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Wednesday, February 10, 2010

Snow Falling on Cedars by David Guterson, 1995, * * * * *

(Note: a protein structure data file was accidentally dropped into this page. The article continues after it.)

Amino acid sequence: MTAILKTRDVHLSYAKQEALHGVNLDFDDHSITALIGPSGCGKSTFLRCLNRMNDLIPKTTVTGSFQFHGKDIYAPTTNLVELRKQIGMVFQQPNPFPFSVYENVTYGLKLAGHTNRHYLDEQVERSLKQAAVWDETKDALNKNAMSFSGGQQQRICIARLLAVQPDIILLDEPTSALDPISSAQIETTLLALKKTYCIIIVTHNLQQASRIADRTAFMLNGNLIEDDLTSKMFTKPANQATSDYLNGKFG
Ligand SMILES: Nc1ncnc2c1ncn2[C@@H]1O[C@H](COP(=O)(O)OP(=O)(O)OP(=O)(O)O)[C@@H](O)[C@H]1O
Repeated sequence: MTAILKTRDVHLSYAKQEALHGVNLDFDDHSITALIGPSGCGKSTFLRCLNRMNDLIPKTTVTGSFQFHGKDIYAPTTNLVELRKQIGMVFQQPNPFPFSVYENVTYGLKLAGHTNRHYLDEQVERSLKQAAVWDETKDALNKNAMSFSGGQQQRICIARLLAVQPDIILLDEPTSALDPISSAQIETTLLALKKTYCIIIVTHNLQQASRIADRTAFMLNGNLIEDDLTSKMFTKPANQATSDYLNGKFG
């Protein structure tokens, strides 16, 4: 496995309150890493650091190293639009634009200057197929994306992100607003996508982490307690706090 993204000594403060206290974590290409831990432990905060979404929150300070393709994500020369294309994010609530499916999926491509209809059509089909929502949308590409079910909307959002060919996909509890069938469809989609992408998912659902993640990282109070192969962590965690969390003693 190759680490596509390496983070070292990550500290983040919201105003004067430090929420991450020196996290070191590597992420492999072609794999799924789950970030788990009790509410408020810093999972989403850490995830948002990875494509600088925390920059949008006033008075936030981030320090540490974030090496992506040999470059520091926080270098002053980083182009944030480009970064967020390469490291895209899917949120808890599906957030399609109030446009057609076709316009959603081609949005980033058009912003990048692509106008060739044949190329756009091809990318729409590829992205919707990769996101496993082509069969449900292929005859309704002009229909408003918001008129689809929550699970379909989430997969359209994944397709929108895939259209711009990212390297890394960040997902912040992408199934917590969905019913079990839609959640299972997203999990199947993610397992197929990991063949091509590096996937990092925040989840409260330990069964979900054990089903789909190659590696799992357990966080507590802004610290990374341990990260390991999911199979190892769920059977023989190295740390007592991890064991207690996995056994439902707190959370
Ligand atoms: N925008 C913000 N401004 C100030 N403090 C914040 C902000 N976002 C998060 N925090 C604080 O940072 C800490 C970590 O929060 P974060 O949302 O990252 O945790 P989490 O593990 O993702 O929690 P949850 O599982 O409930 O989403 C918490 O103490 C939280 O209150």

Snow Falling on Cedars, set on a scenic island off Washington State, known for its fishing and its strawberries, begins and ends with the trial of Kabuo Miyamoto who is charged with the murder of fellow islander and fisherman Carl Heine. Taking place just after World War II, the novel deals with lingering wartime prejudices when the island's Japanese Americans were "resettled" in California for the duration of the fighting and when even those white islanders who might have once been favorably disposed to their Japanese counterparts struggle to reconcile their post-war relationships with their neighbors after the war. Guterson takes on so much with this novel starting with the trial at the center of the book. He explores a forbidden affair, intense prejudice, war wounds of both the physical and emotional sort, hopes, dreams, struggles, and finally the healing of a community. The narrative flows seamlessly between past and present and from trial testimony to deeply personal memories with vivid prose that makes it possible to see, smell, and even taste the surroundings of San Piedro Island. A phenomenal West Coast bestseller, winner of the Pacific Northwest Booksellers Award and the PEN/Faulkner Award,  this enthralling novel is at once a murder mystery, a courtroom drama, the story of a doomed love affair, and a stirring meditation on place, prejudice, and justice.

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